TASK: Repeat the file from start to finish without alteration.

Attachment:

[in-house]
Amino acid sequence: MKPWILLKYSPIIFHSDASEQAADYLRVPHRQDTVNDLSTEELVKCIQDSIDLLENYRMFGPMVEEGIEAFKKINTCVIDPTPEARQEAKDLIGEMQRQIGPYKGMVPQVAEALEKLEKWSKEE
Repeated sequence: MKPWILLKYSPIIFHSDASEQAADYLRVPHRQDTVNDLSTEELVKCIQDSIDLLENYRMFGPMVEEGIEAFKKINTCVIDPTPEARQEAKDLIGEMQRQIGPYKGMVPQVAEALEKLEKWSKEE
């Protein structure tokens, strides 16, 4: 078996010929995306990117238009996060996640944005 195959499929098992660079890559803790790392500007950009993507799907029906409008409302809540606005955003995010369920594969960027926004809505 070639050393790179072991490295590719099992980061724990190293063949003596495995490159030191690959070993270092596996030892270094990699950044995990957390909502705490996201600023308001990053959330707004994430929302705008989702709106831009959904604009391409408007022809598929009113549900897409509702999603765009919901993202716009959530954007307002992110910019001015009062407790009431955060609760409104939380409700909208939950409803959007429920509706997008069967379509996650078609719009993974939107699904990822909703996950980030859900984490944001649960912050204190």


[in-house]
Amino acid sequence: MKPWILLKYSPIIFHSDASEQAADYLRVPHRQDTVNDLSTEELVKCIQDSIDLLENYRMFGPMVEEGIEAFKKINTCVIDPTPEARQEAKDLIGEMQRQIGPYKGMVPQVAEALEKLEKWSKEE
Repeated sequence: MKPWILLKYSPIIFHSDASEQAADYLRVPHRQDTVNDLSTEELVKCIQDSIDLLENYRMFGPMVEEGIEAFKKINTCVIDPTPEARQEAKDLIGEMQRQIGPYKGMVPQVAEALEKLEKWSKEE
């Protein structure tokens, strides 16, 4: 078996010929995306990117238009996060996640944005 195959499929098992660079890559803790790392500007950009993507799907029906409008409302809540606005955003995010369920594969960027926004809505 070639050393790179072991490295590719099992980061724990190293063949003596495995490159030191690959070993270092596996030892270094990699950044995990957390909502705490996201600023308001990053959330707004994430929302705008989702709106831009959904604009391409408007022809598929009113549900897409509702999603765009919901993202716009959530954007307002992110910019001015009062407790009431955060609760409104939380409700909208939950409803959007429920509706997008069967379509996650078609719009993974939107699904990822909703996950980030859900984490944001649960912050204190």